To coincide with the release of the film version of David Peace’s novel The Damned United, the Oxford Dictionary of National Biography has uploaded its entry on the charismatic football manager, Brian Clough. The film is an account of Clough’s disastrous 44 day reign at Leeds United in 1974 and the rivalry between him and the previous Leeds manager Don Revie.
If you are a keen football fan, you may also like to look up the following in the Dictionary of National Biography why don’t you consult the feature essay on the game’s pioneers? Or view the clickable British all-stars team? You can also download a free biography podcast episodes on Bobby Moore; the Busby Babes or read biographies of other managers, footballers and referees – from Billy Meredith to George Best.
There have been some other interesting additional entries to the ONDB which have been recently published as a supplement to the printed volumes. You will be able to look them up in the electronic version which the Library has had access to for over a year.
Between 2000-2004 a lot of famous writers died including the poets : Charles Causley, DJ Enright, David Gascoyne, Thom Gunn, Ian Hamilton, Elizabeth Jennings, Peter Redgrove; the novelists :Simon Raven and WG Sebald; the scholars and biographers : Ernst Gombrich, Christopher Hill, Roy Jenkins, Elizabeth Longford and Hugh Trevor-Roper.
The Oxford Dictionary of National Biography is a scholarly reference work but you will find that its entries are full of lively anecdotes.
For example we learn that Kathleen Raine was a close friend Gavin Maxwell, the naturalist, who wrote the famous account of keeping an otter in “Ring of Bright Water”.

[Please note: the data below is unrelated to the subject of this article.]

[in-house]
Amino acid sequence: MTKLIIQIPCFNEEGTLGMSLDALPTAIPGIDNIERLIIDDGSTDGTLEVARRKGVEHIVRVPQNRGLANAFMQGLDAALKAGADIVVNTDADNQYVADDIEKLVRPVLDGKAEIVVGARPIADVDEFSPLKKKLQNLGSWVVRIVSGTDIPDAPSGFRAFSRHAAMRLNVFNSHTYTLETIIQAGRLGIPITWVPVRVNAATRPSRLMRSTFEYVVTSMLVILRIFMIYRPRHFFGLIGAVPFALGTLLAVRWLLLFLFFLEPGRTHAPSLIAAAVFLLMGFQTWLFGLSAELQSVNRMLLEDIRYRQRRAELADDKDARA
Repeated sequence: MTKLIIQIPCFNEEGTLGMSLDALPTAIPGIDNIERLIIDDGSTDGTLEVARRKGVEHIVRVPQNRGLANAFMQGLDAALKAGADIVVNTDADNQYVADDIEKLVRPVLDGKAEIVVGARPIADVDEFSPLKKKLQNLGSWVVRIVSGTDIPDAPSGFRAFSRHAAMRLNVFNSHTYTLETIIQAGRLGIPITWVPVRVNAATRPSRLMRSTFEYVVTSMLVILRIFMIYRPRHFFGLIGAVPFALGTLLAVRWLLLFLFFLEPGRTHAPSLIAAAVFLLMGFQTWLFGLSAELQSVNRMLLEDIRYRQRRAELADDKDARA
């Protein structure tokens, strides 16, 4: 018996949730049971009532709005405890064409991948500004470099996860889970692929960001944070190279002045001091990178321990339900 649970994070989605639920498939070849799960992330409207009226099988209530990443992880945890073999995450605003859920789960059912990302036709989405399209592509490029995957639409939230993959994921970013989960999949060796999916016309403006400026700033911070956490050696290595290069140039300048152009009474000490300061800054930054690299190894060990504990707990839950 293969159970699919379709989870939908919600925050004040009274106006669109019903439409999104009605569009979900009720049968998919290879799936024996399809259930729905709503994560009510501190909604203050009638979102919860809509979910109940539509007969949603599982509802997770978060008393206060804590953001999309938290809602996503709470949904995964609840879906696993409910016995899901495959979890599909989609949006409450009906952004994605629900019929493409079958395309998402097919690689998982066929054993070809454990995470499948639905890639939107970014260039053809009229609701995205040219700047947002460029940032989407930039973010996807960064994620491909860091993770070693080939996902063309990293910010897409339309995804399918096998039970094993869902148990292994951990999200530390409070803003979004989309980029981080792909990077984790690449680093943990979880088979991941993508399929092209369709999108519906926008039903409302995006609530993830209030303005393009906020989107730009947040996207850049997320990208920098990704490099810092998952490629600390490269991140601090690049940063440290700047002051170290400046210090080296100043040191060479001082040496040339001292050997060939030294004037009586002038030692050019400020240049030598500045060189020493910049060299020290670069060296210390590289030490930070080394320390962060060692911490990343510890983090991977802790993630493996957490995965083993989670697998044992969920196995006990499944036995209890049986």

She outstayed her welcome so one night he banished her from his house at Sandaig in the Scottish Highlands. She wandered the surrounding countryside and then cursed him under a rowan tree. Following from this curse, his beloved otter was killed and his house burned down. Raine always felt responsible.
Hugh Trevor-Roper’s entry is an appreciation of a gifted historian with ” beautifully limpid prose” but also gives an interesting account of how he was duped by the Stuttgart conman, Konrad Kajau into believing that the forged Hitler diaries were genuine.
The ONDB Simon Raven biography tells of a novelist whose publisher, Antony Blond, had to pay him a retainer to live away from London – in Deal – so that he wasn’t distracted by the pleasures of life in the city. Raven is famous for his sequence of novels known as “Alms for Oblivion” described as ‘witty and scabrous’ which contain portrayals of many of his contemporaries including his friends, the former editor of ‘The Times’, William Rees-Mogg and the politician, James Prior.
Why not look up some of your favourite writers and public figures in the ONDB and be entertained and informed by some of entries of great quality?